On March 23, Abhishek Jalalabad spent the day practically praying that he did not see a whale in the waters of Palolem beach in South Goa. A day earlier a local branch of the conservation group, World Wild Fund, got in touch with him. It was a distress call. They wanted help rescuing an eight-foot dwarf sperm whale.
Jalalabad, a marine scientist, rushed to Palolem beach. By then, tourists and lifeguards had managed to release the whale into the Arabian Sea. But he stayed back on a hunch and his worst fears came true at about midnight.
The eight-foot whale returned to the shore in the dark of the night. Roughly 20 minutes after Jalalabad and his colleague, assisted by tourists, sent it back into the water, the whale beached again. This time, it lay still, dead.
This was one of the roughly 90 reported cases of whale and dolphin strandings along the Indian shores in the past 16 months.
More than 13,000 kilometres away from Goa is California’s Pacifica Beach. Nicole Strasser was heading home from working the night shift at the hospital, but in the parking lot she noticed a nasty stench. Something was afloat on the beach. To her dismay it was a dead whale -- the second she saw in a matter of weeks.
When WION spoke to Strasser, she was anxious. Last year she had spotted hundreds of whales in the sea. This year she has only seen dead ones.
More and more mass whale and dolphin strandings are being reported the world over. Once beached, they face the risk of injury and death from dehydration. However, January was especially baffling for marine scientists in India. More than a hundred short-finned pilot whales – a species of dolphins – were found stranded along a 15-kilometre stretch on a beach on the East coast of which 45 died.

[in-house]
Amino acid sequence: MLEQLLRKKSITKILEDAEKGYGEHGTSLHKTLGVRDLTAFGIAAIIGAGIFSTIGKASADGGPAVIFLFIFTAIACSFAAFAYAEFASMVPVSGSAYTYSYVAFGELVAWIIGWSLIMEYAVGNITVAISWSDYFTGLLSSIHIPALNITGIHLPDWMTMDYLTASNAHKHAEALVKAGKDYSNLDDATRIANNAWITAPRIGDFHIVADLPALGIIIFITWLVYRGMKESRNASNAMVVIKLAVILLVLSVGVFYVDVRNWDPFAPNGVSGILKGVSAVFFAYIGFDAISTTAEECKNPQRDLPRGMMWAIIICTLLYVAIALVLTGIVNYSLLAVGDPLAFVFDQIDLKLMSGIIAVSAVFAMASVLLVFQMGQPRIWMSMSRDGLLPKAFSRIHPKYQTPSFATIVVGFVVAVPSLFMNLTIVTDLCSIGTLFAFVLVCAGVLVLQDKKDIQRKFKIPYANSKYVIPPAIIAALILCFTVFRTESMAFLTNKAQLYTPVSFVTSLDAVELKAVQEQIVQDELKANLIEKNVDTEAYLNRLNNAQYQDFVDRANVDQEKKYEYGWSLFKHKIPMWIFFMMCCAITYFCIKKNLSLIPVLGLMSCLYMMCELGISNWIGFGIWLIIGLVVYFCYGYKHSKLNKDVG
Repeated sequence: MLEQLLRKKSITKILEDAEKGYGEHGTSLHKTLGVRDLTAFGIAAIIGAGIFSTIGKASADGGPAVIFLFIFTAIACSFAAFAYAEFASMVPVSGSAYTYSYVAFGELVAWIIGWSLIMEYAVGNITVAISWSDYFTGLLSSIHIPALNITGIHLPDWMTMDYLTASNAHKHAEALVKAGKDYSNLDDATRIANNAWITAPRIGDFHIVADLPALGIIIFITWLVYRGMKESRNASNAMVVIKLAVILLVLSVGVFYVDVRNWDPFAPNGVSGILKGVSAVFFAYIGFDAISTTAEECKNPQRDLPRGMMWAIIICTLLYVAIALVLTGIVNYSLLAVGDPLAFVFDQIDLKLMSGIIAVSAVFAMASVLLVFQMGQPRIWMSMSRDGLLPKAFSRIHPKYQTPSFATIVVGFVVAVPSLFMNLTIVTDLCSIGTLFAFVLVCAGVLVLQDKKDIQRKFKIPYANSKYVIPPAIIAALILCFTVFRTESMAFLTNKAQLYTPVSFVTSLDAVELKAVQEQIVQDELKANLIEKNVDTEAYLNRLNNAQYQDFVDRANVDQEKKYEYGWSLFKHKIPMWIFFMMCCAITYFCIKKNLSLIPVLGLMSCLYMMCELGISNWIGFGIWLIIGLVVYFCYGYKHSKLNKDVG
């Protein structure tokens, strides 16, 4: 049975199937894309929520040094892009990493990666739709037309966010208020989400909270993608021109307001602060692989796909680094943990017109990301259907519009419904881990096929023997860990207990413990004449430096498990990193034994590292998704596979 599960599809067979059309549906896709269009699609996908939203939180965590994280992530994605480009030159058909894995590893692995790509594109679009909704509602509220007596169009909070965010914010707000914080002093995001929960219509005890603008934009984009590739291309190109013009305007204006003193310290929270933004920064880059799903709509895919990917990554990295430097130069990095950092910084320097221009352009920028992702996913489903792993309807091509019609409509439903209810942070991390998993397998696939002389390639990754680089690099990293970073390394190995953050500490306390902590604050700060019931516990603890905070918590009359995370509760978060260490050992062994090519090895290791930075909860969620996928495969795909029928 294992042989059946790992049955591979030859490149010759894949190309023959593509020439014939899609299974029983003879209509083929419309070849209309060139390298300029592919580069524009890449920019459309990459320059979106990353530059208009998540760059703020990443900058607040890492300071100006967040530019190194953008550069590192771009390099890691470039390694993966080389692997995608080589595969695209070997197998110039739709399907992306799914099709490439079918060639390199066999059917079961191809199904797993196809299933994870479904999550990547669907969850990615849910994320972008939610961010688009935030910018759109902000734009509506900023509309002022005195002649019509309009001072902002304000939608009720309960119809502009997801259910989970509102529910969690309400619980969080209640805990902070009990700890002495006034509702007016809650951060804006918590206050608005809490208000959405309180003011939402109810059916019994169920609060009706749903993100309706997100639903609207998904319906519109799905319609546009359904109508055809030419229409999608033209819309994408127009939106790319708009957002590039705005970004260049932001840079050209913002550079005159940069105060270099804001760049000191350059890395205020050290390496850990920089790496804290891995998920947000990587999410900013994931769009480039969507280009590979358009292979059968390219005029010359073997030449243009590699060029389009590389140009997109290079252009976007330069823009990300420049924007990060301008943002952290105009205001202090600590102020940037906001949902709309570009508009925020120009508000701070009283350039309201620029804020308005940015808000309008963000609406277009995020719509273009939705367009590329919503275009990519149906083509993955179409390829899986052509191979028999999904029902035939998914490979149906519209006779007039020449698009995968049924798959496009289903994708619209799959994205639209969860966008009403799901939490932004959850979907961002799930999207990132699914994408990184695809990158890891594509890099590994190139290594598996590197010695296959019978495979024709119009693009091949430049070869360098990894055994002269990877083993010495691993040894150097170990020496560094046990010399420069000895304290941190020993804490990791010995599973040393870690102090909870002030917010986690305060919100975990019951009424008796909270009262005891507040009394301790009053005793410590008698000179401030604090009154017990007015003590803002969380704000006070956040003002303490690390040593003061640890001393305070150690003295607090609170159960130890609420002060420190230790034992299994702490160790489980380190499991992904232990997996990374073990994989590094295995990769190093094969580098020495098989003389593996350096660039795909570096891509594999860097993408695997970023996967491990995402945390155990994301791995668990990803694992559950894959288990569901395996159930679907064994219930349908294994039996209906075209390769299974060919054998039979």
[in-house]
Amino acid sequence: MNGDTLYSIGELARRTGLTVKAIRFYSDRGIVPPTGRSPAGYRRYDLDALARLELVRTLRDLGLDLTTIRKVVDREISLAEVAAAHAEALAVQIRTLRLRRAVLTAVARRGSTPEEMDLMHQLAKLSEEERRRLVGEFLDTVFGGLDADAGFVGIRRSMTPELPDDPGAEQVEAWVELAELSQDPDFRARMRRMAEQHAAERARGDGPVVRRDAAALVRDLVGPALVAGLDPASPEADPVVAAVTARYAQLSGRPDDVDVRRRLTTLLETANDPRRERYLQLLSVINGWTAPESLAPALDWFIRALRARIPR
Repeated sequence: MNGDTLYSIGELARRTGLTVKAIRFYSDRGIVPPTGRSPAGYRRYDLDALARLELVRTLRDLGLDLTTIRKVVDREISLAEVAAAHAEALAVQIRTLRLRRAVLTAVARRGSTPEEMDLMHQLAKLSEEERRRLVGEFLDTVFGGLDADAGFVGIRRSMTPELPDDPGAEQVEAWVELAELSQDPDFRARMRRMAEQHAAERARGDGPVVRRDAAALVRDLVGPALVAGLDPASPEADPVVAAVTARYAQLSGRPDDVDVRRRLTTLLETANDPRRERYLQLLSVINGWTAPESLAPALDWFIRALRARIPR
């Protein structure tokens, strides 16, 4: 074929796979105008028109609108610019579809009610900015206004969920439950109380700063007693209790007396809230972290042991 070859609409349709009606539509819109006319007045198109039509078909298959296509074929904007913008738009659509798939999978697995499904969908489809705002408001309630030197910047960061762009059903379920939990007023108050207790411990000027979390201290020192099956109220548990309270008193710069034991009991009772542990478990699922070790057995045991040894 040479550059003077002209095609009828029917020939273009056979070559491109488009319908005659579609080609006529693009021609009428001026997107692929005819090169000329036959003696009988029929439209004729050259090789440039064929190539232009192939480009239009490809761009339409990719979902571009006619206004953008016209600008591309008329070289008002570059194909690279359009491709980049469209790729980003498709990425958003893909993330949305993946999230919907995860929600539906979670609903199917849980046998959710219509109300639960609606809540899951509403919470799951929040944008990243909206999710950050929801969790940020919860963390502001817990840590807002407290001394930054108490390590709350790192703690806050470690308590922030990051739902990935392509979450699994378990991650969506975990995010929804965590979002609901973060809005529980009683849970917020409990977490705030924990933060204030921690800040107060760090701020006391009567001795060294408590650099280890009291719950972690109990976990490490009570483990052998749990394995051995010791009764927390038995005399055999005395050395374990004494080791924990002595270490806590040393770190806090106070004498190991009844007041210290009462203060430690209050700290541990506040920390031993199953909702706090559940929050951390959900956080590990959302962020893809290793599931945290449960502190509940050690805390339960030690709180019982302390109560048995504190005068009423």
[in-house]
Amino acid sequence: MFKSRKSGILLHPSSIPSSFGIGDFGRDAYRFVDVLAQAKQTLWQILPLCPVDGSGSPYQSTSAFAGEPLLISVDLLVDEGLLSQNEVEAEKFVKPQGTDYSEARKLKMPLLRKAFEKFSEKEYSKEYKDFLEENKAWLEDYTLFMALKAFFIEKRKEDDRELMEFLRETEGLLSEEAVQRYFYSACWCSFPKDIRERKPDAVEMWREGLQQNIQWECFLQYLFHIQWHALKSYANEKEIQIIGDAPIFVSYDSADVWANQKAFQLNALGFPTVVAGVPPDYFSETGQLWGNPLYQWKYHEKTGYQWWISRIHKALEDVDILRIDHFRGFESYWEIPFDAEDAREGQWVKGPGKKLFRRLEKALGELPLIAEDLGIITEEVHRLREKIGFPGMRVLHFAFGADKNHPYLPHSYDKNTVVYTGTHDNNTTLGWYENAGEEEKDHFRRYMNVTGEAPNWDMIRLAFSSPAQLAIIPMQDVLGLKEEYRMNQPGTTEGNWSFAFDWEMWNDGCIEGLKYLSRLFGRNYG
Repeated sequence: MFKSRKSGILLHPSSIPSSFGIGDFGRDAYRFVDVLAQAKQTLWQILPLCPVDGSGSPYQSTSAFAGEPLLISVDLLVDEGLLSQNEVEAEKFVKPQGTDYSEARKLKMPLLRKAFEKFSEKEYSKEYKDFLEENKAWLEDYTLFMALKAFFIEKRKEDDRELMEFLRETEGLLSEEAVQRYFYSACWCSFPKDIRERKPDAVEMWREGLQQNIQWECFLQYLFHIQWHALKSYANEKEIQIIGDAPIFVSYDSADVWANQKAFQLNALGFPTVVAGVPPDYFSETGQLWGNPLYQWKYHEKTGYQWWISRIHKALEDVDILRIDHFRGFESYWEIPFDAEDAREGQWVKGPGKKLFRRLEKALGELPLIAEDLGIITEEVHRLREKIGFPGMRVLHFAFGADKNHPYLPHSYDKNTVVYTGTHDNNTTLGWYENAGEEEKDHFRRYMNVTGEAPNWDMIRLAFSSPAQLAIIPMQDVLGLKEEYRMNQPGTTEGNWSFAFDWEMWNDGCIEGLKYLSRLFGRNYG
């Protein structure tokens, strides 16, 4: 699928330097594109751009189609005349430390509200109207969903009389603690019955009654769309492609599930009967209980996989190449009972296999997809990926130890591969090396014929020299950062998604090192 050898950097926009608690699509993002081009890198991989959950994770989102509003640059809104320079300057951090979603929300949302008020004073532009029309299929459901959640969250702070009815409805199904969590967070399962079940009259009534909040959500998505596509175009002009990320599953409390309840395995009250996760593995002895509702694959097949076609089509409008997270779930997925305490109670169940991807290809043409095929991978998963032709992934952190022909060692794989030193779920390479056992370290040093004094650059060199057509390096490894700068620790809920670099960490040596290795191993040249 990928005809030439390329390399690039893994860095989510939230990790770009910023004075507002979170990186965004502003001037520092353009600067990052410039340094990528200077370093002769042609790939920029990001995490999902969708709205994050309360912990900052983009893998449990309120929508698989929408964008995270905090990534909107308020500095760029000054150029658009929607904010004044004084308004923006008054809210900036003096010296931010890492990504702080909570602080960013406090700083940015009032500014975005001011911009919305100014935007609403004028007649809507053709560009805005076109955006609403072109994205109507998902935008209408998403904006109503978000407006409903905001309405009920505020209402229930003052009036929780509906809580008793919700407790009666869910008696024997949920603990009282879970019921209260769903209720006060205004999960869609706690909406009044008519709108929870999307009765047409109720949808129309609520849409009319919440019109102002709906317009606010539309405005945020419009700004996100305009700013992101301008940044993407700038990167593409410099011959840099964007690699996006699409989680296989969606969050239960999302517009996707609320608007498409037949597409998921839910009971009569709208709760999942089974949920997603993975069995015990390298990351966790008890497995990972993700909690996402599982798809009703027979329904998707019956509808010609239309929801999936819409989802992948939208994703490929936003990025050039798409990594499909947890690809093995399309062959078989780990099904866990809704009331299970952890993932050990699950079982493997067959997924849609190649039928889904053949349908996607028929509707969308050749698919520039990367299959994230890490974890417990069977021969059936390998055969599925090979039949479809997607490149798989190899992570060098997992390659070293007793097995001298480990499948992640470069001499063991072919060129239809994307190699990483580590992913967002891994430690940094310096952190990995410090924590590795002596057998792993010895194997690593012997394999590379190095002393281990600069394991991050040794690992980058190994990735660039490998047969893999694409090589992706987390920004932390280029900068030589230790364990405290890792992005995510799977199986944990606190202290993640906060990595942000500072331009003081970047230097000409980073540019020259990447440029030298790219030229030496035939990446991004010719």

N Vasudevan, a conservationist for the Indian state of Maharashtra that flanks the western coast, told WION, "The numbers are unusually high. Earlier, we rarely saw so many whales being washed ashore. We cannot say what is causing this.”
No marine scientist can pinpoint the exact cause behind cetacean stranding. Giuseppe Notabartolo di Sciara is the president of Tethys Research Institute in Milan that is a non-profit organisation supporting marine conservation through science and public awareness,. "The news about whales and dolphins washing up dead in India in increasing numbers is worrisome. In India, it is clear that there isn't a single agent at work, but multiple causes, and each event has its own story,” di Sciara said.
"We humans are forgetting that all our activities conducted in unsustainable ways at sea are destroying not only the animal world, but our world as well," di Sciara added.
Human disruptions also cost lives with dolphins getting caught-up in fishing lines and dying. A baby dolphin died after it was scooped out of shallow water by a swimmer and passed around at a beach in Argentina by a mob intent on clicking selfies with it.
In 2015, scientists made a grim discovery in Patagonia, southern Chile: 337 dead Sei whales. This is the world's biggest mass whale stranding event ever recorded. A year on, investigators still have no explanation. Professor di Sciara speculated that the large number of dead whales in Chile must have a single cause, whereas it was “very likely' that the increase of dead whales in India is due to human activities, like plastic waste disposal in the sea, overfishing and underwater sonar”.